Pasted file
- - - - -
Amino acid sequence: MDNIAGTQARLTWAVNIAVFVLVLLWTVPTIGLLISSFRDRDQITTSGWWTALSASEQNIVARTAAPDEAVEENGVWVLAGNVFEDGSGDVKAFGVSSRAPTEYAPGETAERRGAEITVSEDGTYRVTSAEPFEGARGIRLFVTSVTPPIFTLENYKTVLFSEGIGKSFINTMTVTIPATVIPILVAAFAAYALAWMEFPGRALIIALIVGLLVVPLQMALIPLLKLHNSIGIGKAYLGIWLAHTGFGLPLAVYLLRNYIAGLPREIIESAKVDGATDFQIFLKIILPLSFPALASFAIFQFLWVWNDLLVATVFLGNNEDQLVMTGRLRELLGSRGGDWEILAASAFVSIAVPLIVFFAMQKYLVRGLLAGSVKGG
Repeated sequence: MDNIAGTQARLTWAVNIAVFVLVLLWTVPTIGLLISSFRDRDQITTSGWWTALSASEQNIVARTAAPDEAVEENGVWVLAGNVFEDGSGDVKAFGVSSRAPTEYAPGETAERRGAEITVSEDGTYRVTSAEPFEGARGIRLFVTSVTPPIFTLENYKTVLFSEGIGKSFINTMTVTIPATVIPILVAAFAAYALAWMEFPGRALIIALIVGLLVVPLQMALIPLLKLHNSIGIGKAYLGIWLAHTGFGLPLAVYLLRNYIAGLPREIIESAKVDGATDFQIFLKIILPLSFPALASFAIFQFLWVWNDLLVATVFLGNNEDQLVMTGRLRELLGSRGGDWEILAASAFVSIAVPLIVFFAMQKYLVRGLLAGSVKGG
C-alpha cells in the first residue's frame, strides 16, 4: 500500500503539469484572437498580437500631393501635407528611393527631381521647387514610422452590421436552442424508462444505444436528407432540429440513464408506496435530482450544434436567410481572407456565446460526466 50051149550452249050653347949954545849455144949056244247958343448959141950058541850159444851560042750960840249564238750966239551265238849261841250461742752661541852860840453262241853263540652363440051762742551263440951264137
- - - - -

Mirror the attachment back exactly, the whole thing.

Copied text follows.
Amino acid sequence: MDNIAGTQARLTWAVNIAVFVLVLLWTVPTIGLLISSFRDRDQITTSGWWTALSASEQNIVARTAAPDEAVEENGVWVLAGNVFEDGSGDVKAFGVSSRAPTEYAPGETAERRGAEITVSEDGTYRVTSAEPFEGARGIRLFVTSVTPPIFTLENYKTVLFSEGIGKSFINTMTVTIPATVIPILVAAFAAYALAWMEFPGRALIIALIVGLLVVPLQMALIPLLKLHNSIGIGKAYLGIWLAHTGFGLPLAVYLLRNYIAGLPREIIESAKVDGATDFQIFLKIILPLSFPALASFAIFQFLWVWNDLLVATVFLGNNEDQLVMTGRLRELLGSRGGDWEILAASAFVSIAVPLIVFFAMQKYLVRGLLAGSVKGG
Repeated sequence: MDNIAGTQARLTWAVNIAVFVLVLLWTVPTIGLLISSFRDRDQITTSGWWTALSASEQNIVARTAAPDEAVEENGVWVLAGNVFEDGSGDVKAFGVSSRAPTEYAPGETAERRGAEITVSEDGTYRVTSAEPFEGARGIRLFVTSVTPPIFTLENYKTVLFSEGIGKSFINTMTVTIPATVIPILVAAFAAYALAWMEFPGRALIIALIVGLLVVPLQMALIPLLKLHNSIGIGKAYLGIWLAHTGFGLPLAVYLLRNYIAGLPREIIESAKVDGATDFQIFLKIILPLSFPALASFAIFQFLWVWNDLLVATVFLGNNEDQLVMTGRLRELLGSRGGDWEILAASAFVSIAVPLIVFFAMQKYLVRGLLAGSVKGG
C-alpha cells in the first residue's frame, strides 16, 4: 500500500503539469484572437498580437500631393501635407528611393527631381521647387514610422452590421436552442424508462444505444436528407432540429440513464408506496435530482450544434436567410481572407456565446460526466 50051149550452249050653347949954545849455144949056244247958343448959141950058541850159444851560042750960840249564238750966239551265238849261841250461742752661541852860840453262241853263540652363440051762742551263440951264137